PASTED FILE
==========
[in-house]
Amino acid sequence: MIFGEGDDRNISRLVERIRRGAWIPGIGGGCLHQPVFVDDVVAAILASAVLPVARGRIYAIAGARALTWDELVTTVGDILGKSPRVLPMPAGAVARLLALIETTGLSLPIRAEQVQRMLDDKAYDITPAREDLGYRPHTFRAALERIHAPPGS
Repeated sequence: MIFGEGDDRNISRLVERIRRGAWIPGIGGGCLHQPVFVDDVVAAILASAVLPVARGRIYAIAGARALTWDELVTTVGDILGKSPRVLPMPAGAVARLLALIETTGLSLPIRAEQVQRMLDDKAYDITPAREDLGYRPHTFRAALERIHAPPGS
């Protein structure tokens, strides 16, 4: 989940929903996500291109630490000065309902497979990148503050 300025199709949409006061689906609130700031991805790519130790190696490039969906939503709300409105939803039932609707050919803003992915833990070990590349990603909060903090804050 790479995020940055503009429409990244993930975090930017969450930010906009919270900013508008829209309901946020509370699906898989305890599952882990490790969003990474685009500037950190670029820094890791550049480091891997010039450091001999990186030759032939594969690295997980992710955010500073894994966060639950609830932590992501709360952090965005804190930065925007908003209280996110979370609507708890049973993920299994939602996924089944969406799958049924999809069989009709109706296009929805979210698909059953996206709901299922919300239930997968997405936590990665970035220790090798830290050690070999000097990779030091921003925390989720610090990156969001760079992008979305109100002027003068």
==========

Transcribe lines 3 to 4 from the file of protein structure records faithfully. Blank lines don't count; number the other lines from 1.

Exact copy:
Repeated sequence: MIFGEGDDRNISRLVERIRRGAWIPGIGGGCLHQPVFVDDVVAAILASAVLPVARGRIYAIAGARALTWDELVTTVGDILGKSPRVLPMPAGAVARLLALIETTGLSLPIRAEQVQRMLDDKAYDITPAREDLGYRPHTFRAALERIHAPPGS
């Protein structure tokens, strides 16, 4: 989940929903996500291109630490000065309902497979990148503050 300025199709949409006061689906609130700031991805790519130790190696490039969906939503709300409105939803039932609707050919803003992915833990070990590349990603909060903090804050 790479995020940055503009429409990244993930975090930017969450930010906009919270900013508008829209309901946020509370699906898989305890599952882990490790969003990474685009500037950190670029820094890791550049480091891997010039450091001999990186030759032939594969690295997980992710955010500073894994966060639950609830932590992501709360952090965005804190930065925007908003209280996110979370609507708890049973993920299994939602996924089944969406799958049924999809069989009709109706296009929805979210698909059953996206709901299922919300239930997968997405936590990665970035220790090798830290050690070999000097990779030091921003925390989720610090990156969001760079992008979305109100002027003068």